Looking at the title this week, it’s hard to believe that a year is almost up. It’s been a remarkable journey. With the holidays coming, it’s going to be important to stick to the plan. Christmas parties are notorious for crappy, unhealthy hors d’ouerves. The receptions my office hosts are among the chief culprit. Try as I might, getting a veggie tray added to the offerings has been an uphill battle. Since I’m leaving soon, it’s one of the few battles I’ve given up on. Tried my best, but it will soon be someone else’s problem.
While the end of the year may be cause for reflection, I plan to spend the last few weeks looking more forward than back.
Winter is coming.
Since the adaption of Game of Thrones was announced for HBO, you’ve been seeing that phrase a lot this year.
In Canada, winter is almost always coming. When it isn’t coming, it’s here.
Like death, it stalks us all.
I know it sounds rather ominous and gloomy. The truth is I like winter. Not fussy about the short days, though. The hardest part of starting my workout routine back in January was the fact that early morning workouts meant leaving my building in darkness and going home from work in darkness. Daylight happened while I was at work. After a couple of months of this, I have the complexion of one of those emo Twilight vampires without the sparkles.
I love winter activities. When I was younger, I skied a lot. My parents would take my sister and I cross country skiing in the woods. As we got older, we got into downhill skiing. Growing up in Cape Breton, we were spoiled. The hill in Ben Eoin was only half an hour form our house in Coxheath, so we would often do our homework after school and head to the hill after dinner. One of the drawbacks of big city living … okay, medium city living … it is Ottawa, after all … is I don’t have a car. As such, most ski hills are out of reach.
I live a few blocks from where I took this photo. I just need to toss on my skates and go. It gets really crowded during Winterlude with tourists, so I usually avoid it then.
I even managed to skate when I lived in DC.
The reflecting pool at the Sculpture Garden would be frozen every year. I don’t know how they did it, but they would keep it frozen until the end of March. By that time, this Canadian would be back in the shorts. In fact, it was 25 degrees Celsius when I took this photo. Before you ask, the ice is real, not one of those synthetic all weather surfaces like they had in the Rockville Town Square. There was a nice cafe adjacent to the pool for a cup of hot chocolate afterward.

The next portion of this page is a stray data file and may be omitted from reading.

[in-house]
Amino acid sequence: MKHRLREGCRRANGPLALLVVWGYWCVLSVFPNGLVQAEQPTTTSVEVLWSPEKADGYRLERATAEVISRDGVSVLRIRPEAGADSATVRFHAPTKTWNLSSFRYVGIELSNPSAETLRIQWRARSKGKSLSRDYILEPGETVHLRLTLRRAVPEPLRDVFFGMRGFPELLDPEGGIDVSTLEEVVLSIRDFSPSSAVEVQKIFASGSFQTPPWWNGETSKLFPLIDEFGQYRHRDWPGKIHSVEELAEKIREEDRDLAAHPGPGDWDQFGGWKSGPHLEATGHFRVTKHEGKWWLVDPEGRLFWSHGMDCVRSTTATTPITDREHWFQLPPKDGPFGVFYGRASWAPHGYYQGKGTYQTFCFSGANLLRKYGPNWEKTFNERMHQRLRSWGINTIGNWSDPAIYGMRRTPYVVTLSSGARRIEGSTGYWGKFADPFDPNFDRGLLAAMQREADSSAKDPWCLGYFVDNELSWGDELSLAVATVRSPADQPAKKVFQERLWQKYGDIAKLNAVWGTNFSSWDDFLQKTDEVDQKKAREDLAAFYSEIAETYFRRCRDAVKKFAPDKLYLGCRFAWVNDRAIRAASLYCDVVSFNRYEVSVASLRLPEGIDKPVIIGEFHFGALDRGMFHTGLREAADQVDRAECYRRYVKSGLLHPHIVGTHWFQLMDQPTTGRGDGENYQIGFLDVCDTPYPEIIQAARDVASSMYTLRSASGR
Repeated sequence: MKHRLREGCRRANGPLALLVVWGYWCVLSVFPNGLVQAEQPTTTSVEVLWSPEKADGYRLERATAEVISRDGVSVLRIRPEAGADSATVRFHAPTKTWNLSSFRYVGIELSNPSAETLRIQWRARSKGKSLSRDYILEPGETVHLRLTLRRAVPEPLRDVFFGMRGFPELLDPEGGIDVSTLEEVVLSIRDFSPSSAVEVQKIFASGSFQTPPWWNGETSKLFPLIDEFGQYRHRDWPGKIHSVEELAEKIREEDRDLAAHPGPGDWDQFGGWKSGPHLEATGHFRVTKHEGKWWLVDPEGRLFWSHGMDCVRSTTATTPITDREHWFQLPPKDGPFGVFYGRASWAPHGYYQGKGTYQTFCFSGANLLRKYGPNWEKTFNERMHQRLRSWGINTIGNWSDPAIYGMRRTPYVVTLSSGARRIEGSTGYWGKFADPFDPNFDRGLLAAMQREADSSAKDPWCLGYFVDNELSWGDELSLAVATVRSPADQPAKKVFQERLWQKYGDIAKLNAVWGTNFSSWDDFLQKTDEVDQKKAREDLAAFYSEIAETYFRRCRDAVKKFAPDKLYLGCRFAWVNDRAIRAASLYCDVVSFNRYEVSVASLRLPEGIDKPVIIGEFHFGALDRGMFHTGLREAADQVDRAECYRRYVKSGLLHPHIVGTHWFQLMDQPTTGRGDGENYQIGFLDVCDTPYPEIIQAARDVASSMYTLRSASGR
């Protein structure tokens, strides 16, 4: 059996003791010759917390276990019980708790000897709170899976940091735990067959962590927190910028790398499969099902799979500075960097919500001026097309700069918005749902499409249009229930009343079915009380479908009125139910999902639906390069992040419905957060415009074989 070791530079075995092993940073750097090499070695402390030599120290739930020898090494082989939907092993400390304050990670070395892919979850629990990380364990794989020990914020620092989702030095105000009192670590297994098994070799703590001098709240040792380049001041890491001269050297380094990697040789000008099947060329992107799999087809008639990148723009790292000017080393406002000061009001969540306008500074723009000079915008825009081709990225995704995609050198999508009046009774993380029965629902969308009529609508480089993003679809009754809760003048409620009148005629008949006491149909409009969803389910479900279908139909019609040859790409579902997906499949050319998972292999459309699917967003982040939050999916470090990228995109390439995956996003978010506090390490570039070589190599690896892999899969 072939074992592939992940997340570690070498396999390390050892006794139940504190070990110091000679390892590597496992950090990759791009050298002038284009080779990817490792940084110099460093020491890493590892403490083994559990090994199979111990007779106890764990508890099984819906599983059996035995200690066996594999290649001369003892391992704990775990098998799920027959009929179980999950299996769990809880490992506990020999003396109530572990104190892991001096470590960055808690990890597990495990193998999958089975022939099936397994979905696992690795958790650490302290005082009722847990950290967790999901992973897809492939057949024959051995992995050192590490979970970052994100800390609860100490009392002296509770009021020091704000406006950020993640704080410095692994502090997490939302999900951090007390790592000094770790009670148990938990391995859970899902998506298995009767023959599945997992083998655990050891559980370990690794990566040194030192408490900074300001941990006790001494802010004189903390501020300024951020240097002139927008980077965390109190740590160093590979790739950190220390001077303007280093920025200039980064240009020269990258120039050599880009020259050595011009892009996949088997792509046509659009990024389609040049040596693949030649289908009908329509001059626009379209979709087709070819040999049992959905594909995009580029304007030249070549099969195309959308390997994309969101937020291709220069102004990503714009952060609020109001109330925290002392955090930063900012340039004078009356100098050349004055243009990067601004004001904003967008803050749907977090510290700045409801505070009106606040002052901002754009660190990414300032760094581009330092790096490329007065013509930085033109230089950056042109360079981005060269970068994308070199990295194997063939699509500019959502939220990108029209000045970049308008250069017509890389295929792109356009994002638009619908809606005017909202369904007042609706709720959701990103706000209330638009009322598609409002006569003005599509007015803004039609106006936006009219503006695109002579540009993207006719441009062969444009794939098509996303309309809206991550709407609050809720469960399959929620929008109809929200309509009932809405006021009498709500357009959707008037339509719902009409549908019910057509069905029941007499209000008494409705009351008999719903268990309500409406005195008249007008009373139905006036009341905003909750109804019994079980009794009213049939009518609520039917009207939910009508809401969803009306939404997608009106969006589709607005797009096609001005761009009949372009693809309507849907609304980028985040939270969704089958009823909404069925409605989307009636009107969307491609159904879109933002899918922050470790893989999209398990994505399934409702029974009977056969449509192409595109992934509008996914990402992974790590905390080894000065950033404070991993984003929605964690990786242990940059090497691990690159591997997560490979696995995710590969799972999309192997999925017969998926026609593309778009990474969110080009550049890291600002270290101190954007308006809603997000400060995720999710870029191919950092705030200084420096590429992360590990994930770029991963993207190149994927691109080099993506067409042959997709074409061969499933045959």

They also had alcohol, but there were bars nearby that were cheaper.
Winter was always weird in DC. My friends from the southern US never got used to the cold. Me, on the other hand, I was always waiting for winter to arrive. The coldest it would get would be -4. I never got used to the mass panic and chaos that a snow flurry would bring. They would actually call it a “snow shower”. The idea of American Empire seemed silly every time 4 cm would close down the capital of the free world.
I did, however, miss “snowpocalypse”.
You won’t see guys like this on the Weather Nework up here.
BTW, for those not up on their weights and measures, 22 inches is about 56 centimetres. That’s a legitimate snowstorm even in these northern climes.
It’s also my first winter as a runner. New season means new gear. New gear doesn’t necessarily mean more gear, though. With the Running Room’s one year unconditional warranty on its Running Wear brand, I got to return my old gear that I bought when I started in the spring because it’s now too big. Yep, the warranty even covers weight loss. Between my store credit and my instructor’s discount, I managed to fully stock up on winter gear (jacket, pants, thermal undies, socks) for a net expense of $13. Pretty good, huh?
I also took the first step in the next phase of this journey. I signed up for the half marathon for Ottawa Race Weekend. I’ll take the Running Room clinic that begins in February. I will have to pick up some new spring/summer gear along the way because even stuff I bought in June/July is too big. I really need to give my drawers a similar gutting as I gave my closet earlier this year.